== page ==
syhprum

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Why does medium wave radio cut out when going through a tunnel?
« Reply #19 on: 28/09/2010 18:29:22 »
The Ford was just a 2 liter not a gas guzzler, the FM held up for about 200m then flutered out.

Geezer

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Why does medium wave radio cut out when going through a tunnel?
« Reply #20 on: 28/09/2010 21:39:40 »
The Ford was just a 2 liter not a gas guzzler, the FM held up for about 200m then flutered out.

That reminds me of a story about a 2 liter Jaguar, but it's not very appropriate.

I did dig up something about MW transmission in some of the tunnels on the East Coast. I'll try to find it again.

chris

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Why does medium wave radio cut out when going through a tunnel?
« Reply #21 on: 28/09/2010 21:40:03 »
In a grill the important scale is the length of the wires, which make it up. These are much longer than the microwave wavelength. In the same way that a long wavelength e/m wave doesn't see a small solid object, it also doesn't see a small hole, so the grill is apparently solid to the microwaves.

To the very short wavelength light, the grill looks like a grill, the diffraction effect is of order a micron, so the grill looks like a grill, light goes through the holes but not the wires.

So, a very small piece of grille wouldn't work, even against a focused microwave beam, because the length of the wires would be short?

Chris

Geezer

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Why does medium wave radio cut out when going through a tunnel?
« Reply #22 on: 28/09/2010 22:48:37 »
Here is the bit about AM/FM. I'm afraid it's all a bit anecdotal.

"They also wanted to put in AM/FM radio over the airways and rebroadcast in the tunnels, so we had to provide for all four of those," Chen said. "Any time you have four different RF sources, the chances of having co-channel interference is higher."

To avert problems, the carrier created specially made cross-band couplers to eliminate interference. But the challenges did not end there. Chen said AT&T also had to adhere to power limitations. If it put more power into the system than Bell Atlantic or the Port Authority did, it would create interference."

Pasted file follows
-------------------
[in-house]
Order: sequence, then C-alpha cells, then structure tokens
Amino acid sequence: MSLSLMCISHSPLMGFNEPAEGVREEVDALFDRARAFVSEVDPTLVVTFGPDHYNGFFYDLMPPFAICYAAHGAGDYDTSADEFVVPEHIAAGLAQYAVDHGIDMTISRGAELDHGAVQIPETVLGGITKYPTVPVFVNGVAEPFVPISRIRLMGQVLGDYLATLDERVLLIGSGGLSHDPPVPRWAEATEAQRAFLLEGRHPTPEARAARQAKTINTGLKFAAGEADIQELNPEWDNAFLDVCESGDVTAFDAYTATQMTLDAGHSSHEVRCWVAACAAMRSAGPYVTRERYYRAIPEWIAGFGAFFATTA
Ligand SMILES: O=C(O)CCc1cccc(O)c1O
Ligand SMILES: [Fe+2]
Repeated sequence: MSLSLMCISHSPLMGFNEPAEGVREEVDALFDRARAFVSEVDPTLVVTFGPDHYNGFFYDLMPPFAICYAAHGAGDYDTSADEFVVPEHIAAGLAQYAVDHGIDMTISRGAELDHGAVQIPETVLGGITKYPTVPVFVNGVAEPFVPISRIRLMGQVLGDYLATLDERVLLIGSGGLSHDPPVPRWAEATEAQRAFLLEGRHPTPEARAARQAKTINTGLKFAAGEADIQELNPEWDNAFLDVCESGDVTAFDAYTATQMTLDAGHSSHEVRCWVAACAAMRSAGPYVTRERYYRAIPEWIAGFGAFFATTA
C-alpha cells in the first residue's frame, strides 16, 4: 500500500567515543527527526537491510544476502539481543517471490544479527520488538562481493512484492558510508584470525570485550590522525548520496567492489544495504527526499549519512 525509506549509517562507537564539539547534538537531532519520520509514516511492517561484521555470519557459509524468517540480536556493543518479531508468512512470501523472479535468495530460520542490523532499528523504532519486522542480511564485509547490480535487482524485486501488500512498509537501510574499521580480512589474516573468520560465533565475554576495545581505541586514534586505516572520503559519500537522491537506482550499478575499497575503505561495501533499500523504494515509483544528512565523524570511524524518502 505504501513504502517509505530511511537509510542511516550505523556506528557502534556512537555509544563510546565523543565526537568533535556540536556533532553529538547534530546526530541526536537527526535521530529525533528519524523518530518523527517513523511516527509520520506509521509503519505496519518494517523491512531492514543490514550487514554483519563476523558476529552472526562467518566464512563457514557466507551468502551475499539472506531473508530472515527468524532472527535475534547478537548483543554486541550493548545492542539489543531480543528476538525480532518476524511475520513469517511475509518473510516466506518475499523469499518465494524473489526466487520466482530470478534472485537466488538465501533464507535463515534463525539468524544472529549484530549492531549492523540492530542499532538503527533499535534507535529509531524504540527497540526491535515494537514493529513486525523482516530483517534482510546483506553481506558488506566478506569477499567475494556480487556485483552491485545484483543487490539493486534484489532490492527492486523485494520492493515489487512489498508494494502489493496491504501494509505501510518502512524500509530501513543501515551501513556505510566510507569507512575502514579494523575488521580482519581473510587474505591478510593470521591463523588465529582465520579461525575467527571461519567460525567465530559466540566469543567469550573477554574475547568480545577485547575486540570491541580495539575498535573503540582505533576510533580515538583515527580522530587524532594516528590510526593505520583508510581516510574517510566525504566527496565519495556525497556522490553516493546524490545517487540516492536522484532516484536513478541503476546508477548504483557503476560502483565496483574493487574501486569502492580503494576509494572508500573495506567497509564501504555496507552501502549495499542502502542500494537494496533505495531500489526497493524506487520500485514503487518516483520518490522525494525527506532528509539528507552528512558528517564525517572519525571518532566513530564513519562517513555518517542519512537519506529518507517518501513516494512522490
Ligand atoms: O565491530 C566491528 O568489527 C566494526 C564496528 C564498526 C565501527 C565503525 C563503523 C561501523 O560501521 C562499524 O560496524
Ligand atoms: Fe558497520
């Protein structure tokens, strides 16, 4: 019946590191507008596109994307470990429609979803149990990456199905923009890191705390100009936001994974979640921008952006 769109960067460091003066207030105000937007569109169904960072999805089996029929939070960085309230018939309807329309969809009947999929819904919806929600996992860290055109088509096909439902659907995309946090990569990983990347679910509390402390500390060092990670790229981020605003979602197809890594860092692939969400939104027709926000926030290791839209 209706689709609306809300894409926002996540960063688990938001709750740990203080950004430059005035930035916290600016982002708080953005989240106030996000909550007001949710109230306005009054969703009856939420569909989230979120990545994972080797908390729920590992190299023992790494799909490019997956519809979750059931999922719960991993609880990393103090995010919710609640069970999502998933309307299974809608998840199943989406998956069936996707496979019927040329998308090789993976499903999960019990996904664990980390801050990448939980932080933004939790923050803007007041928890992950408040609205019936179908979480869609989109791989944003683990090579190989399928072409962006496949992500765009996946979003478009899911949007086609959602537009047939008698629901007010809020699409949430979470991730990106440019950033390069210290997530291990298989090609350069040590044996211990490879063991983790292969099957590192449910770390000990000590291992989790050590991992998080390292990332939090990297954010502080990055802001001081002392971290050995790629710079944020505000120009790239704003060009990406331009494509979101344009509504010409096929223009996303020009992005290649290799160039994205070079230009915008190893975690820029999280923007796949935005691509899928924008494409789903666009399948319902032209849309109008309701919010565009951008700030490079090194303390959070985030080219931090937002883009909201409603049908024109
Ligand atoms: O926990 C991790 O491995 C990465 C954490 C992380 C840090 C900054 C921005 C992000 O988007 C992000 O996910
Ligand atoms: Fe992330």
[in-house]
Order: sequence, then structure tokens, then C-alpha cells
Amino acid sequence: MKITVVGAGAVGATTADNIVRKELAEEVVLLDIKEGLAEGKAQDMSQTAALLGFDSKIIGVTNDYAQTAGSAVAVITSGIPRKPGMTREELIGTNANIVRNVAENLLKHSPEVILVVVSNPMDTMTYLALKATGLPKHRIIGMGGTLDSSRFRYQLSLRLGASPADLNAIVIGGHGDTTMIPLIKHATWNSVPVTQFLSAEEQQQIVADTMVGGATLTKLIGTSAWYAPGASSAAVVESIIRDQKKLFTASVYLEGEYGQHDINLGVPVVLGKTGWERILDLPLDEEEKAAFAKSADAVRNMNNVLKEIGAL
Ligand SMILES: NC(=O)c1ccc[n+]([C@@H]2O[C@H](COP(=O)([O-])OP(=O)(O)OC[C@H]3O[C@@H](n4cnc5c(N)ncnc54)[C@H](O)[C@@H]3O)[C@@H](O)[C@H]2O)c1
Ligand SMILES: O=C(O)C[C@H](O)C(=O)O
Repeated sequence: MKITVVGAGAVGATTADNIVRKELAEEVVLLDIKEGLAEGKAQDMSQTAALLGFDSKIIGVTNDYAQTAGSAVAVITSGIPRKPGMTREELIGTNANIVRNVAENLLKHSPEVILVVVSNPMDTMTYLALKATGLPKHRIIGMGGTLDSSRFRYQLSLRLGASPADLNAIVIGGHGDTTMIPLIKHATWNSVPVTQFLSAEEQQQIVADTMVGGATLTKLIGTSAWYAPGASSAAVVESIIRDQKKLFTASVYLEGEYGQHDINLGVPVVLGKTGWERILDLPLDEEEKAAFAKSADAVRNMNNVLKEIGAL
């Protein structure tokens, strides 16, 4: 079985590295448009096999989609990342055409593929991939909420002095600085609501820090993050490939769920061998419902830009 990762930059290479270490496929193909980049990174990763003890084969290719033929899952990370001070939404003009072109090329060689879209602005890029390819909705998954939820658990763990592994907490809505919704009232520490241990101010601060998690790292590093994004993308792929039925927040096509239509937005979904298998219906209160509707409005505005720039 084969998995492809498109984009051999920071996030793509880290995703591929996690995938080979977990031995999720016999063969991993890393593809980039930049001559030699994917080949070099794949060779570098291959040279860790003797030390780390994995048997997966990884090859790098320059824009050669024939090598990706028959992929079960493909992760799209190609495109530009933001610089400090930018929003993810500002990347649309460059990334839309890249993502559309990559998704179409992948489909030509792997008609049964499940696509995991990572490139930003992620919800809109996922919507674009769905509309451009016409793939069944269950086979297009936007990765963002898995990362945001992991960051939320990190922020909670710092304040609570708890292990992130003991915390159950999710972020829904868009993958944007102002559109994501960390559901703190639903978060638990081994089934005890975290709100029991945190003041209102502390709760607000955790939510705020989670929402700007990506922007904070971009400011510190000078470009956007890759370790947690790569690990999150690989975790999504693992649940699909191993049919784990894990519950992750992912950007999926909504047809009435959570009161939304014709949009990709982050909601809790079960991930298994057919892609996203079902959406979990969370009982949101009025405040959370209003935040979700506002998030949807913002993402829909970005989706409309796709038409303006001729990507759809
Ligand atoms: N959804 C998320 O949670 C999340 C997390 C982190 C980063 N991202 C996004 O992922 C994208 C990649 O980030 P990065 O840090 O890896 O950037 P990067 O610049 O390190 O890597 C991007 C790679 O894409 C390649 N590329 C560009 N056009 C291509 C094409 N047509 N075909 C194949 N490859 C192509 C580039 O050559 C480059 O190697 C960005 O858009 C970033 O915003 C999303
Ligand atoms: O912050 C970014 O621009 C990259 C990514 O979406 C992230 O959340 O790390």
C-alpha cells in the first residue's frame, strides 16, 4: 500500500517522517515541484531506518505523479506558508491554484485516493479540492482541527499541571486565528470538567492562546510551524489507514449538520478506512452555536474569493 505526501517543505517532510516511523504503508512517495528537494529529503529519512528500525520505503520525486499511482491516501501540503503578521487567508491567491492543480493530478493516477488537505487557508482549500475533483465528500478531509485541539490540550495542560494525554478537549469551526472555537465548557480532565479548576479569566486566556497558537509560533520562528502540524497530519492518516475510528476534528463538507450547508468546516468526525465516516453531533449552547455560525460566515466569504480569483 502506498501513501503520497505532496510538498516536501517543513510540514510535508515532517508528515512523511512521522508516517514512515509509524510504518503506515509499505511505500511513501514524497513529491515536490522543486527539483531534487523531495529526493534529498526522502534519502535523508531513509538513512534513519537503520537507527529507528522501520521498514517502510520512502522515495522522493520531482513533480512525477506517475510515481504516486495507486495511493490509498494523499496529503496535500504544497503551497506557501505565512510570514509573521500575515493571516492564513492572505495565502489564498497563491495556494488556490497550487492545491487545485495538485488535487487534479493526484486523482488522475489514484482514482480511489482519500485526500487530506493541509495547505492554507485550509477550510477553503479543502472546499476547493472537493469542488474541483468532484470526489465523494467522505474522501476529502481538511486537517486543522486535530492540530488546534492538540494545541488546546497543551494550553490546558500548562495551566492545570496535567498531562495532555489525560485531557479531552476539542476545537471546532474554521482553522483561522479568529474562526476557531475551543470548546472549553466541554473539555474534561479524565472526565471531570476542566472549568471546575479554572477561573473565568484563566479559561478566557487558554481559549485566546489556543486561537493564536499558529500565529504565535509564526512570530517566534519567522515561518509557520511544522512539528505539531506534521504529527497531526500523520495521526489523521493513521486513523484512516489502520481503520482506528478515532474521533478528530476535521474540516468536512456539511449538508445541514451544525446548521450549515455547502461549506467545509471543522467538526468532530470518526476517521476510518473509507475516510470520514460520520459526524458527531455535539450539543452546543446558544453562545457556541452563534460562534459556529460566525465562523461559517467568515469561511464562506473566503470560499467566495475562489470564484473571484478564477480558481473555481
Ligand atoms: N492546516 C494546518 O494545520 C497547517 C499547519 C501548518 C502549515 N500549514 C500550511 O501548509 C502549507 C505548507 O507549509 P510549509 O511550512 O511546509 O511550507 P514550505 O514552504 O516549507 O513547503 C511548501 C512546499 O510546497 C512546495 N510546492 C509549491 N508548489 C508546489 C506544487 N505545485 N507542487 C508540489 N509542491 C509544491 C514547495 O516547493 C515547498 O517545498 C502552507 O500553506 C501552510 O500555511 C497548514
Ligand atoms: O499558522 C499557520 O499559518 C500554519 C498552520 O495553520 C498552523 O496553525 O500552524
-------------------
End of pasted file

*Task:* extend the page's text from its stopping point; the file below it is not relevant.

From: http://connectedplanetonline.com/wireless/mag/wireless_trouble_tunnels/


mcjhn

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Why does medium wave radio cut out when going through a tunnel?
« Reply #23 on: 28/09/2010 23:41:00 »
is it simply because the wavelength of FM matches the entrance of the tunnels so it diffracts/bends around corners better?

tommya300

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Why does medium wave radio cut out when going through a tunnel?
« Reply #24 on: 29/09/2010 04:28:17 »
In a grill the important scale is the length of the wires, which make it up. These are much longer than the microwave wavelength. In the same way that a long wavelength e/m wave doesn't see a small solid object, it also doesn't see a small hole, so the grill is apparently solid to the microwaves.

To the very short wavelength light, the grill looks like a grill, the diffraction effect is of order a micron, so the grill looks like a grill, light goes through the holes but not the wires.

The screen on a microwave door is not desigened to be frequency dependent...

The concept of a Faraday cage is logically attributed to Michael Faraday, an 19th Century pioneer in the field of electromagnetic energy.
A microwave oven's door has a screen which prevents electromagnetic energy from escaping into the room.

http://www.wisegeek.com/what-is-a-faraday-cage.htm